Led by Drs. Luke Mullany and Sonal Singh
In Partnership with the Blue Diamond Society of Nepal
Objective and activities: The objectives of this project are: 1) To identify a range of human rights that are enshrined in international law and are commonly reported, by MSM and third genders in Katmandu, to be non-protected or violated, 2) To develop and implement a quantitative survey instrument designed to capture exposure to violations of these human rights, and estimate the prevalence of human rights violations among MSM and third genders, 3) To quantify the association between human rights violations and health behaviors (injection drug use and substance abuse) and outcomes (prevalence of STDs and HIV, anxiety and depression). To understand the social, behavioral and health risks and the humam rights sitauation for MSM and third genders in Nepal, the study will recruit 840 individuals, 90% of whom are expected to be MSM/third gender by practice, to complete surveys and HIV screens.
Background: The use of epidemiological approaches to explore the relationship between human rights violations and health outcomes are limited. Providing a direct, rather than the more traditional ecological, perspective to this relationship can complement qualitative data on human rights violations, strengthen the advocacy efforts of rights-oriented organizations, and provide objective population-based information that might guide policy. Furthermore, monitoring of public health programs requires consideration of important covariate factors; such monitoring might be inadequate if exposure to human rights violations is neglected. We have previously applied standard epidemiological methods to provide population-based estimates of the associations between gross human rights violations in eastern Burma and health outcomes including mortality (child and infant), morbidity (child malnutrition, malaria parasitemia, maternal anemia), and access to health interventions (contraceptives, malaria testing). These methods might additionally be applied to health outcomes observed in contexts where “structural” human rights violations are common, and institutional capacity to protect human rights is weak. For example, men who have sex with men (MSM) and third gender in Nepal are a vulnerable group with few legal protections. Specific epidemiological data on the association between human rights violations and health indicators among this sub-population are unavailable but necessary to improve the effectiveness and reach of risk-reduction programs.
The National Strategy for HIV/AIDS in Nepal identifies injecting drug users, commercial female sex workers and MSM as high risk groups,1 with substantially higher HIV prevalence (68%, 18%, 5%, respectively) than the general population (<1%). Among a sample of 358 MSM in Katmandu in 2005, only one-third correctly identified ways of preventing sexual transmission of HIV, and HIV prevalence was higher among transgenders. While HIV testing is low among female sex workers (3.1%) and injecting drug users (5.2%), access to testing is even loweramong MSM (<1%). Existing HIV programs cover less than one-fifth of the MSM population with further gaps in prevention and treatment especially for third genders who are excluded from national strategies. In addition, national programs completely exclude male and transgender sex workers, focusing efforts only on female sex workers.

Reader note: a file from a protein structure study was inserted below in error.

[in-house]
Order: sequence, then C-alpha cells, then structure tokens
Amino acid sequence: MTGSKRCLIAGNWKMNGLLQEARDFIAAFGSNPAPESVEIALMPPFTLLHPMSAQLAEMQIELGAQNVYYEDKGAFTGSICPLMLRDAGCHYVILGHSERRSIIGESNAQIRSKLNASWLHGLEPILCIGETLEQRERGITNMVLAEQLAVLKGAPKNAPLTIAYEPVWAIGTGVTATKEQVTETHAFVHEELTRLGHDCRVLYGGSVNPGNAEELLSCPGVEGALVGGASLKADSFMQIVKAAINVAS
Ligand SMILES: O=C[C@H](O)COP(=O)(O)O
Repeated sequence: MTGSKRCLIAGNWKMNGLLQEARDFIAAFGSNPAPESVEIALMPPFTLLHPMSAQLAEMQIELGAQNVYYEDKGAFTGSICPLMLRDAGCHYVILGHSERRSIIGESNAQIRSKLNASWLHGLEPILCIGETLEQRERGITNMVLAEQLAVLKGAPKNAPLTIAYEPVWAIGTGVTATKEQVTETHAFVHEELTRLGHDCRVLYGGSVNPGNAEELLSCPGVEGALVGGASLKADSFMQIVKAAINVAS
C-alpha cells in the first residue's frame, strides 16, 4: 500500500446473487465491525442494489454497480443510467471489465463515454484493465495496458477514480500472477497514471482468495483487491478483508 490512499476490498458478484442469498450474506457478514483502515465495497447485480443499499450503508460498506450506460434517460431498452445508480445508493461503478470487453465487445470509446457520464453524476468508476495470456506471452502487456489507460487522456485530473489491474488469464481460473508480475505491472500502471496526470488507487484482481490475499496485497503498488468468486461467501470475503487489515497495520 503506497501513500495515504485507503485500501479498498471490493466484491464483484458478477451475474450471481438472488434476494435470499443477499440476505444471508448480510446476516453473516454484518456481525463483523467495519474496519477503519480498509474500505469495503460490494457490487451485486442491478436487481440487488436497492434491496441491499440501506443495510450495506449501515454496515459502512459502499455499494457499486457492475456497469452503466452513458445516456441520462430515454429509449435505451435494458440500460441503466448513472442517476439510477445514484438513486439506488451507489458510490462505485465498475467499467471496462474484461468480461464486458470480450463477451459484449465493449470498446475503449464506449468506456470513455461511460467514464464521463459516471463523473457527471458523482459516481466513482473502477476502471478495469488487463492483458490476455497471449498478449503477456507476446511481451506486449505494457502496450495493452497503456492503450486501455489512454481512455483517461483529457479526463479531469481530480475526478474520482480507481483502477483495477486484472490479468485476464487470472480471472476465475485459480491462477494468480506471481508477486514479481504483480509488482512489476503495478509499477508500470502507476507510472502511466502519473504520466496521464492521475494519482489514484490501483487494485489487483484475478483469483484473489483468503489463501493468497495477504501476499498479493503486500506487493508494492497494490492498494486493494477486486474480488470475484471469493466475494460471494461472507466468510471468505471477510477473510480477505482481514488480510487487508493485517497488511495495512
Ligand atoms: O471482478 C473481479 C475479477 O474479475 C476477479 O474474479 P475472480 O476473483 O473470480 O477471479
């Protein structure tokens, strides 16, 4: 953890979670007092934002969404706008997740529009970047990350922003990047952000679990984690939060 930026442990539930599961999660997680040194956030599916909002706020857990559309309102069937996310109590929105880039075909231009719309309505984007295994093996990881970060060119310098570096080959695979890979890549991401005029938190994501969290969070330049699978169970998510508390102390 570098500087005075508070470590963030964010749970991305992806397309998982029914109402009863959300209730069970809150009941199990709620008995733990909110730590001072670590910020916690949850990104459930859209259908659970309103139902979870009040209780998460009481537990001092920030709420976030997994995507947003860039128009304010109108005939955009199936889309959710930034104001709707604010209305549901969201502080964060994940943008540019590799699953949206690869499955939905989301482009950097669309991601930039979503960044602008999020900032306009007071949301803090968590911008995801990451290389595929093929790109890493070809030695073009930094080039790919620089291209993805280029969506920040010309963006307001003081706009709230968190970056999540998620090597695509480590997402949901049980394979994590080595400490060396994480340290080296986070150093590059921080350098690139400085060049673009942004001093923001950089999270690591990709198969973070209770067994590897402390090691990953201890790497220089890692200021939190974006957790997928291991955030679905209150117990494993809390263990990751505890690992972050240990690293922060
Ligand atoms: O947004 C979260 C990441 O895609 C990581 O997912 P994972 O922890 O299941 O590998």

The epidemic of HIV among MSM and third genders in Nepal is driven by a number of important factors including lack of knowledge about HIV risk behavior, sexual networking with the general population, poor understanding of contextual factors and marginalization in a traditional society. Importantly, stigma and discrimination is widespread, and Nepal has a poor record respecting basic human rights of vulnerable sub-populations. Nepal’s ratification of several human rights treaties, including the Convention against Torture and other Cruel, Inhuman or Degrading Treatment or Punishment (CAT), the International Covenant on Civil and Political Rights (ICCPR), and the International Covenant on Economic Social and Cultural Rights (ICESCR), has not translated into concrete human rights protection for vulnerable groups. Finally, the decade-long Maoist-led insurgency against the government has further weakened social and physical infrastructure, led to increased restrictions on basic rights and freedoms in the broader population, disrupted civil society, and caused substantial and disruptive population flows, including rural to urban migration and emigration (mainly to India, Middle East, and Southeast Asia).
A framework to elucidate the interaction of societal, community, relationship and individual factors is helpful in understanding the likely risk determinants and causal pathways driving the HIV epidemic among MSM and third genders in Nepal. At the societal level, legal discrimination against MSM and third genders in Nepal exists through laws that prohibit “unnatural sex” and a discriminatory health system limits care-seeking behavior and excludes potential avenues for risk-reduction strategies. At the community level, the stigma associated with MSM and third genders and police torture for carrying condoms hinders HIV prevention strategies. Peer outreach workers are often harassed by police, limiting prevention programs from reaching the most vulnerable. At the relationship level, the pressure on MSM and third genders to marry and have children can lead to the propagation of the HIV epidemic among the general population. All these forces can lead to personal high-risk behavior and high rates of depression and anxiety at the individual level.
Results: To follow
Funded by the Center for Global Health